On this trail up Sulichaur towards Thawang in eastern Rolpa, no one meets your eye. No one poses the jovial queries you hear on paths all over Nepal. They don't want to know who you are, where you are going, where you are coming from.
This is the birthplace and heartland of the Maobadi movement and its "People's War". Seven months into the emergency and the deployment of the army, and the residents of Rolpa are dulled by wariness. Travelling in eastern Rolpa this week, the humanscape is reflected in two extremes. One is 66-year-old Kumbha Singh Pun who spent 28 years working in India. "I could have settled there, but I came back here in 1993 because this is the land of my birth. It was so peaceful here, but now there is only conflict and destruction. This is not the Rolpa I came back to die in."
The other is a short, stocky teenage militant, behind whose pleasant demeanour lies a hardened Maobadi fighter. He has seen fighting in all the recent theatres-Dang, Satbaria, Lisne, Gam and the most recent debacle in Khara. He has seen comrades fall to the bullet, and has obviously himself killed, many times over. Why do you fight, we ask him. "For the people and the country." What if you die? "I will be remembered in history."
We are walking high up near the flanks of Jaljala mountain in eastern Rolpa, a massif that is part of Maoist lore. The terrain is steep on all sides, but you chance upon a clearing. There are young men and some young women, most of about high-school age, some playing volleyball. Suddenly, you notice a weapon, and then another, and another. There is no turning back, and as you enter the circle all eyes are on you, surprised and suspicious. Boys in their early teens walk around with 303s on their shoulders. Some lug SLRs, or sit by their weapons and backpacks. It's snack time, and these young fighters are determinedly spooning up some kind of energy-giving powdered formula mixed with cold water.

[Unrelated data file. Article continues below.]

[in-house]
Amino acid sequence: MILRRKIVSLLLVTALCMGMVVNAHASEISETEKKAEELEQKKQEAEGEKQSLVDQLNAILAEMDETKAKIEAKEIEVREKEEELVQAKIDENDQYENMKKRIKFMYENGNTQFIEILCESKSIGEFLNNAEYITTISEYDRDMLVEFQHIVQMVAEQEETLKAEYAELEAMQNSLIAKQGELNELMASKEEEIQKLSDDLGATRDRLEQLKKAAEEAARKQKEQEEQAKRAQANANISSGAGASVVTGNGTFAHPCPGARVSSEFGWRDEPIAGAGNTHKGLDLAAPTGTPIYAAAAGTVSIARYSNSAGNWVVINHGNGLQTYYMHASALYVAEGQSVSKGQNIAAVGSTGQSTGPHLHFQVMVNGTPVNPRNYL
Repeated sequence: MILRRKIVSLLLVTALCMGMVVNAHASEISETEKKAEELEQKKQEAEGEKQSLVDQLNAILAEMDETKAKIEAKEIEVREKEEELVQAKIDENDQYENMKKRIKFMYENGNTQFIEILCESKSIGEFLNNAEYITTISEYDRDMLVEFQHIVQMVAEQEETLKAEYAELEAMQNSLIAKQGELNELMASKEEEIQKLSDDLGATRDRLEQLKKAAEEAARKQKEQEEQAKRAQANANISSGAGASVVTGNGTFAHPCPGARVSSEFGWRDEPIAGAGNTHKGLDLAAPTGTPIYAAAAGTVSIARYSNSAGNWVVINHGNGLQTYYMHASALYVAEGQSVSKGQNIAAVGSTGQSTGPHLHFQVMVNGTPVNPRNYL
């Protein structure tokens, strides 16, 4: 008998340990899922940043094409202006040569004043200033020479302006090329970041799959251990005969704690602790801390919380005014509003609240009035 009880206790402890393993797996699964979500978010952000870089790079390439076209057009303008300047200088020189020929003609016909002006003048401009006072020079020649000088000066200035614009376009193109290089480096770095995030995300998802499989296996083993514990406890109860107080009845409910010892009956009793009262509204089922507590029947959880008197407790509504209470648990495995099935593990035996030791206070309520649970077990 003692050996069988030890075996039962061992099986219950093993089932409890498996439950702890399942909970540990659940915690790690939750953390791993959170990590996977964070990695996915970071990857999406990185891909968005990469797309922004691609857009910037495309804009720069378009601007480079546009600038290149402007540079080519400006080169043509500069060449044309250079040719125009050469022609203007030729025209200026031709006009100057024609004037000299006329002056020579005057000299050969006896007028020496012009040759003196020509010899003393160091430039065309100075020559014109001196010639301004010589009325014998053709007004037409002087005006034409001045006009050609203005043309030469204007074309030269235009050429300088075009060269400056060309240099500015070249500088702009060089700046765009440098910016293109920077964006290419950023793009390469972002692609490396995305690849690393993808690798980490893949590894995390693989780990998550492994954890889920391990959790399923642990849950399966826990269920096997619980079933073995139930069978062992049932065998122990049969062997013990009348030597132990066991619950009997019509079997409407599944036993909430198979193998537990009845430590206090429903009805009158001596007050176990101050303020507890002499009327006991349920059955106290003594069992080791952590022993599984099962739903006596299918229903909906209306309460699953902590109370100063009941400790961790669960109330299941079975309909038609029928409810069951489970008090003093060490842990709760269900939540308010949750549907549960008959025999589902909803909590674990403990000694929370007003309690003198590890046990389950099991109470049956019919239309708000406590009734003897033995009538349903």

We've walked into a full company of the People's Liberation Army at rest. A long and worrisome period of questioning follows. They seem unconvinced by our answers and pass us on to a platoon commander, a scowling man of perhaps 25-old for this group-who interrogates us and says that we will have to walk with them further into the jungle, while they contact higher-ups to decide what to do with us. We cannot go, we say, we have a deadline to meet in Kathmandu, but this is ignored, and it increasingly begins to look like he will take us over the pass whether we like it or not, in the rain and the fading light.
It is fortuitous that Comrade Bijaya arrives just as we are about to give in. He is smiling and communicative and evidently the political commissar of the place. "You understand why we have to be suspicious of you. The security forces are active, we have just lost six of our workers, and you come here unannounced, without permission." Finally, convinced of our journalistic credentials, and having apparently consulted a leader further up in the hierarchy, he agrees to be interviewed. We speak to him by candle-light.